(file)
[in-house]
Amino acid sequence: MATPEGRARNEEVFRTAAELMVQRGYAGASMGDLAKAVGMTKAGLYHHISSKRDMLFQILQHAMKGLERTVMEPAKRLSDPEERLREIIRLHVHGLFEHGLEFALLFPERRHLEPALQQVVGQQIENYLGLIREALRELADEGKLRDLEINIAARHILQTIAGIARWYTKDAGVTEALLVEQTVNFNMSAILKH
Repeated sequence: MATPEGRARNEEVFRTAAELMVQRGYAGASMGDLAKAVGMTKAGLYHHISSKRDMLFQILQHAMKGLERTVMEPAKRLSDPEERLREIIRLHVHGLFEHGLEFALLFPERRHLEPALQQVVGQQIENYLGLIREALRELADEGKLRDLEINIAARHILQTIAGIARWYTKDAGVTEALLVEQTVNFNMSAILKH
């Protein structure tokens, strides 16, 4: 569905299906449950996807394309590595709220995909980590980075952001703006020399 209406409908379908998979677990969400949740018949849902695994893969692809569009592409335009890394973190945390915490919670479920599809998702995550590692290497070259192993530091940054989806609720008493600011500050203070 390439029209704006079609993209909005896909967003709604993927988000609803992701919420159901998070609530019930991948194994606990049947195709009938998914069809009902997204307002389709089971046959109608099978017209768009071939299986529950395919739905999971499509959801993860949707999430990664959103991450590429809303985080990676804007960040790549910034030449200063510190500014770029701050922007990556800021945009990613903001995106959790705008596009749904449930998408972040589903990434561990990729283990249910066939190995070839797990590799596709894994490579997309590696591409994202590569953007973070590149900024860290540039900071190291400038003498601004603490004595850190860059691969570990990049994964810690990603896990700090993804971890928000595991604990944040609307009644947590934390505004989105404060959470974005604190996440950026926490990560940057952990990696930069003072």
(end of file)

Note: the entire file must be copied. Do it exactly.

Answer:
[in-house]
Amino acid sequence: MATPEGRARNEEVFRTAAELMVQRGYAGASMGDLAKAVGMTKAGLYHHISSKRDMLFQILQHAMKGLERTVMEPAKRLSDPEERLREIIRLHVHGLFEHGLEFALLFPERRHLEPALQQVVGQQIENYLGLIREALRELADEGKLRDLEINIAARHILQTIAGIARWYTKDAGVTEALLVEQTVNFNMSAILKH
Repeated sequence: MATPEGRARNEEVFRTAAELMVQRGYAGASMGDLAKAVGMTKAGLYHHISSKRDMLFQILQHAMKGLERTVMEPAKRLSDPEERLREIIRLHVHGLFEHGLEFALLFPERRHLEPALQQVVGQQIENYLGLIREALRELADEGKLRDLEINIAARHILQTIAGIARWYTKDAGVTEALLVEQTVNFNMSAILKH
């Protein structure tokens, strides 16, 4: 569905299906449950996807394309590595709220995909980590980075952001703006020399 209406409908379908998979677990969400949740018949849902695994893969692809569009592409335009890394973190945390915490919670479920599809998702995550590692290497070259192993530091940054989806609720008493600011500050203070 390439029209704006079609993209909005896909967003709604993927988000609803992701919420159901998070609530019930991948194994606990049947195709009938998914069809009902997204307002389709089971046959109608099978017209768009071939299986529950395919739905999971499509959801993860949707999430990664959103991450590429809303985080990676804007960040790549910034030449200063510190500014770029701050922007990556800021945009990613903001995106959790705008596009749904449930998408972040589903990434561990990729283990249910066939190995070839797990590799596709894994490579997309590696591409994202590569953007973070590149900024860290540039900071190291400038003498601004603490004595850190860059691969570990990049994964810690990603896990700090993804971890928000595991604990944040609307009644947590934390505004989105404060959470974005604190996440950026926490990560940057952990990696930069003072």